I watch in wonder as if it’s my first time to witness all the glory that is a sunrise over tropical waters. Yes, it’s a daily event, and one I fear many miss out on. I watch the iridescent even glow of the sky fade from a dark glowing blue into an explosion of beautiful hues. These new colors seem to melt together and increase in intensity. All tones of Blues, fiery oranges, hints of reds so powerful it stirs the soul, and hues of pink that I’m afraid the english dictionary lacks the words to describe.

I dip my paddle into the water again, first the right, then left. I barely hear swish and swirling disturbance as I pull the paddle back towards me. Only a faint splash is heard as one blade comes free from the warm tropical water and the other dips in. My attention still focused on the heavens as that bright orange sphere breaks the seal on the horizon and begins to rise in all its beauty. I greet it with a smile, as if I were acknowledging an old friend from afar.

I glance over my shoulder to watch the stern lights of the drop-off skiff now cruising on-step back towards the faint glow of San Pedro. Armed with my water proof map of the days flats I pass between a sandbar and a small point of the tip of this intricate maze of undisturbed flats that are sacred grounds to all that enjoy the hunt of saltwater fly fishing. Occasionally I feel one of the blades of the paddle touch silt or sand. With the increasing light I can see the bottom a mere 5 to 7 inches below me. Gliding further into the opened flats the water deepens and I begin seeing dark patches of turtle grass. I’m now into the first in a series of flats and mangrove fats areas that are linked together by a network of channels that run so shallow they have protected their inhabitants from guides, noisy two strokes, the film of a fuel slick resting atop the water, and constant worries of food turning out to be a fly.

With good light now higher in the sky I lay my paddle across my lap. I observe the beauty of my surroundings and what I consider to be one of God’s best accomplishments next to the “act of” human reproduction. From the corner of my eye I spot the first sign of a disturbance in this otherwise unspoiled paradise. Focusing on the commotion I see the day’s first sign of tailing bones happily feeding. Noses down, attention in the sand searching food. I plot my approach as I study their direction of travel and feeding pattern. I aim the kayak up-wind and glide in like a stealth injection molded torpedo. I quietly engage the scupper levers and deploy the automatic expanding outriggers on this specially designed fishing kayak. I raise the casting bar and pull my self up on my feet. For a moment I contemplate the advancements made in fishing kayaks that enable a secure and stable standing and casting platform from a kayak. I grab my rod and strip off forty to fifty feet of line. I release the fly pinched between my forefinger and thumb. Watching it to the water just in front of me. My target selected, a good-sized bone that’s a few feet to the side of the rest of the school. Drawing back I wait, I wait for the loading of the rod. With a flip f my wrist the line is hurled forward. I haul again as I bring it back and again wait for the feeling. Again I haul and flip my wrist forward. This time 50 feet of line unfurrell in front of me moving on course towards the spot I’ve picked. I lower my rod tip towards the water and watch the fly gingerly touch down on the water and begin sinking. My selected quarry snubs his nose at my fly and proceeds on his hunt for food past my fly.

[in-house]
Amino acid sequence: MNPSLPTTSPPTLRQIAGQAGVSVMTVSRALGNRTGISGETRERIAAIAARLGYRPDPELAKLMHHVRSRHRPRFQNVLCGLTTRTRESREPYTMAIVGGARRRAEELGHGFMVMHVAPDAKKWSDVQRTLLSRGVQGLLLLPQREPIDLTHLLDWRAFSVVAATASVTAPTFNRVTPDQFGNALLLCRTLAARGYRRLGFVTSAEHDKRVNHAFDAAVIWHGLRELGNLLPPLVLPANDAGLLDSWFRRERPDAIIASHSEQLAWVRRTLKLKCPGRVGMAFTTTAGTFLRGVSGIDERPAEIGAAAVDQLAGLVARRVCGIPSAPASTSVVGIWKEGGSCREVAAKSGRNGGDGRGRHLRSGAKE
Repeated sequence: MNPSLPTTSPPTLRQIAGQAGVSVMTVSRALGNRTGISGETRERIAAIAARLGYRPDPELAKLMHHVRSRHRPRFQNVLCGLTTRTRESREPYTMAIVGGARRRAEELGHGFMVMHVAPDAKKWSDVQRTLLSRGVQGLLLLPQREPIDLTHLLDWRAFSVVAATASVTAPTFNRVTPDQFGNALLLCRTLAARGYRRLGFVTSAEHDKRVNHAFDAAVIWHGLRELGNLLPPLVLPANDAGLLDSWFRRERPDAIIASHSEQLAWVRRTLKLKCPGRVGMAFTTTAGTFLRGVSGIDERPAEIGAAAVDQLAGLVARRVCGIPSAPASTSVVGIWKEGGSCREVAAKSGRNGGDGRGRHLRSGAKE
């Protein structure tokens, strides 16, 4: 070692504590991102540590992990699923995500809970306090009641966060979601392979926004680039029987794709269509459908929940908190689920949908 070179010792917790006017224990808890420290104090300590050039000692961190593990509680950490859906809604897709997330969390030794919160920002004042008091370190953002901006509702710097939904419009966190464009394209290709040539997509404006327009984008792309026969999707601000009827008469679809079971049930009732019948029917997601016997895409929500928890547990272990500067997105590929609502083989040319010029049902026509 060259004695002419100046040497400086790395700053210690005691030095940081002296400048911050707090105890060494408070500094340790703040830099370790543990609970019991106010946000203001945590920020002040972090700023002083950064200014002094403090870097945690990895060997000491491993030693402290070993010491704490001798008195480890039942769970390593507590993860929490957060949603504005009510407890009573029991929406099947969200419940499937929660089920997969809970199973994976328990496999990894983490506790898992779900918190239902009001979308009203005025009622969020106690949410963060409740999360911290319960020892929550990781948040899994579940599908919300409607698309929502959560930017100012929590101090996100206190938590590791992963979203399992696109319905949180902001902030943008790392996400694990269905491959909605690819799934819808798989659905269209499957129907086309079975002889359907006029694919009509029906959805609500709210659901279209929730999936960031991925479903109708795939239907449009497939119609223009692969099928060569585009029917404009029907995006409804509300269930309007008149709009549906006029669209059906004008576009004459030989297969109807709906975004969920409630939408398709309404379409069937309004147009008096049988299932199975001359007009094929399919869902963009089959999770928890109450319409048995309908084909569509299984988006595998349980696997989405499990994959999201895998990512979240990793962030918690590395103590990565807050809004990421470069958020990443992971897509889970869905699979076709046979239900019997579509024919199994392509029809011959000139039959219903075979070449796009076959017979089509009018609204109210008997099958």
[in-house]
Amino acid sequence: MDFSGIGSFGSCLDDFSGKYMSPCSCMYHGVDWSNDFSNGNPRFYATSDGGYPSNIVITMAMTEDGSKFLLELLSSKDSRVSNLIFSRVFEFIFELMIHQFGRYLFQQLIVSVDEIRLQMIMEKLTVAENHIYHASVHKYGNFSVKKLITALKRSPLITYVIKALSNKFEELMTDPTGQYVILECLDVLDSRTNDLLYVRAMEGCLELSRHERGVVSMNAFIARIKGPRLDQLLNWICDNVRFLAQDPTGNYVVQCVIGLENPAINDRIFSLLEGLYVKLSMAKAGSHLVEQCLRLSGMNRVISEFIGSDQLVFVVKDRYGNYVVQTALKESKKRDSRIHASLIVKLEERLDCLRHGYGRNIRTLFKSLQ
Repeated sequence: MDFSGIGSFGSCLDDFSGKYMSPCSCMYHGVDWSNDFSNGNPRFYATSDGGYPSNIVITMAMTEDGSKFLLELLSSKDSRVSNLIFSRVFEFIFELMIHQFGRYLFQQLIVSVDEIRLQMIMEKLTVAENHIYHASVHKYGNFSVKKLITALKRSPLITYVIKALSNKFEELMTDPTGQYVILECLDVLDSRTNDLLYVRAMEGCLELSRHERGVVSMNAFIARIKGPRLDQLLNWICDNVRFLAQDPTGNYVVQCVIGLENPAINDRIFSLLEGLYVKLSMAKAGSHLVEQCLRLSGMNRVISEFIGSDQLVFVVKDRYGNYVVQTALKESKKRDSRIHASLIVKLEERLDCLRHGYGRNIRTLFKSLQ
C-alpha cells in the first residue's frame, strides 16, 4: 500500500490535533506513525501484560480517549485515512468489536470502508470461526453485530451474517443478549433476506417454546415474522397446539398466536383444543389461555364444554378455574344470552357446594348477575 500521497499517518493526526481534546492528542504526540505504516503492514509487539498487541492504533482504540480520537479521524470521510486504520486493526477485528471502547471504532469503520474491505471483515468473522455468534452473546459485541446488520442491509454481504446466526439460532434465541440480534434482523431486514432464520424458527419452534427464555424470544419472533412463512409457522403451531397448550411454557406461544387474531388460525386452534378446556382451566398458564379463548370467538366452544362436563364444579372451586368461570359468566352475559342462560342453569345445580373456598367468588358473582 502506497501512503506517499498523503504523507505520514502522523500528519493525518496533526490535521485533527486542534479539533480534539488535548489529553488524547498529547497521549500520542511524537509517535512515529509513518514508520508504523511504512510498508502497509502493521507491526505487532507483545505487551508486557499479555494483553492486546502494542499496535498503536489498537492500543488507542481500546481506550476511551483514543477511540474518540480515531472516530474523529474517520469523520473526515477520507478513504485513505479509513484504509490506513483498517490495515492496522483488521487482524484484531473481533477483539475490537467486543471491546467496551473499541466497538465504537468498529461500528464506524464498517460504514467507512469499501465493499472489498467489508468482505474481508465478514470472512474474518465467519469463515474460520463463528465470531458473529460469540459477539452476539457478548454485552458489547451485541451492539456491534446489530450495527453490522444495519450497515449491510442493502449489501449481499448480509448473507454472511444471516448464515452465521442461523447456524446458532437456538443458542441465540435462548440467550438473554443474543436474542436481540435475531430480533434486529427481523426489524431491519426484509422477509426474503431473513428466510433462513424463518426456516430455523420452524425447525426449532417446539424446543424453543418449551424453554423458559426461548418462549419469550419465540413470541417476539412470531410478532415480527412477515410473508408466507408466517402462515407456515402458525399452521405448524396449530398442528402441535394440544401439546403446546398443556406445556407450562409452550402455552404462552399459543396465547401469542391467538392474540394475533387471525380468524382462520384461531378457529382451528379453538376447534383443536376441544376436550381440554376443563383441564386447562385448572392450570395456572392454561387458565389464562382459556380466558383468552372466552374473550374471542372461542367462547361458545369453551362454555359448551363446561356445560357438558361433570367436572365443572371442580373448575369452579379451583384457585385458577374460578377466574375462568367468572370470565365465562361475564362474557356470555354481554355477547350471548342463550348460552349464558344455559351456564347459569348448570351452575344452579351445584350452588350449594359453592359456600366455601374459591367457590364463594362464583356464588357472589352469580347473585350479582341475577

The first cast wasn’t a success. By the third I was hooked up and the chase was on. The day’s game of wading, stalking, and kayaking these untouched “honey holes” have begun. With the lack of man’s presences and pressure on these flats it has made the fish super aggressive. Through out the day I catch a total of fourteen bones and the largest weighing in around seven pounds. Not only has the lack of pressure provide more productive fishing, it also provides larger fish as well.

What I’ve described is a typical days fishing with a Belize fishing company called BITE ME! Belize Fishing Adventures. The boys at BITE ME! Came up with their unique style of flats fishing in Belize by shear frustration. “We kept running into these flats areas where we couldn’t pole into with the boats. We could wade due to knee-deep silt and mud bottoms. But we could see the fish, Tons of tails splashing about 70, 80, even a mere 100 yards ahead of us.” Says Jim Big “D” Harper one of the owners of BITE ME!.

This was the catalyst that spawned the first kayak fishing service in Belize. “In starting it we found we were catching more and larger fish in areas that once we got into them they opened up to these large flats with limestone and sand bottoms that you could wade.”

It also created an opportunity to allow others who previously couldn’t afford to experience a fishing trip to Belize due to the average cost for a week of fishing in Belize ranging between $2,700 per week to over $4,000 per week, per person as well. Due to the shuttle service by skiff to and from different networks of flats each day and not having a guide. The cost of fishing in Belize for an entire week with BITE ME!  Is $850 per week all-inclusive. After my experience with kayak fishing for bonefish I’ll certainly be heading back down soon. This is truly a remarkable and productive way to experience the joys of fishing in Belize. If you wish to discover more about kayak fishing in Belize visit Big “D” at http://www.BiteMeBelize.com

Advertisements